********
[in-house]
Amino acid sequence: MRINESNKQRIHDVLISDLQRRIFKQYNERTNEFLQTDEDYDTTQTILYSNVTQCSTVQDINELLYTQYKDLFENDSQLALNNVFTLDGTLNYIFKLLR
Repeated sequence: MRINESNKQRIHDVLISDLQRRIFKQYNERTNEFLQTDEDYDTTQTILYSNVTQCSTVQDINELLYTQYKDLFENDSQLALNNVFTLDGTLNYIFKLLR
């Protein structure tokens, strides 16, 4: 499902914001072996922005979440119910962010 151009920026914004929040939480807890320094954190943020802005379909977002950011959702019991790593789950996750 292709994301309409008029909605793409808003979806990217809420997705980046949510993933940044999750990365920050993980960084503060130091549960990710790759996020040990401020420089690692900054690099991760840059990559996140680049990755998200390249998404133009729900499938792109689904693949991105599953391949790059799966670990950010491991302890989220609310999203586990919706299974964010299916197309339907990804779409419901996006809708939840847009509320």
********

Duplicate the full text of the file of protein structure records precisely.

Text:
[in-house]
Amino acid sequence: MRINESNKQRIHDVLISDLQRRIFKQYNERTNEFLQTDEDYDTTQTILYSNVTQCSTVQDINELLYTQYKDLFENDSQLALNNVFTLDGTLNYIFKLLR
Repeated sequence: MRINESNKQRIHDVLISDLQRRIFKQYNERTNEFLQTDEDYDTTQTILYSNVTQCSTVQDINELLYTQYKDLFENDSQLALNNVFTLDGTLNYIFKLLR
């Protein structure tokens, strides 16, 4: 499902914001072996922005979440119910962010 151009920026914004929040939480807890320094954190943020802005379909977002950011959702019991790593789950996750 292709994301309409008029909605793409808003979806990217809420997705980046949510993933940044999750990365920050993980960084503060130091549960990710790759996020040990401020420089690692900054690099991760840059990559996140680049990755998200390249998404133009729900499938792109689904693949991105599953391949790059799966670990950010491991302890989220609310999203586990919706299974964010299916197309339907990804779409419901996006809708939840847009509320």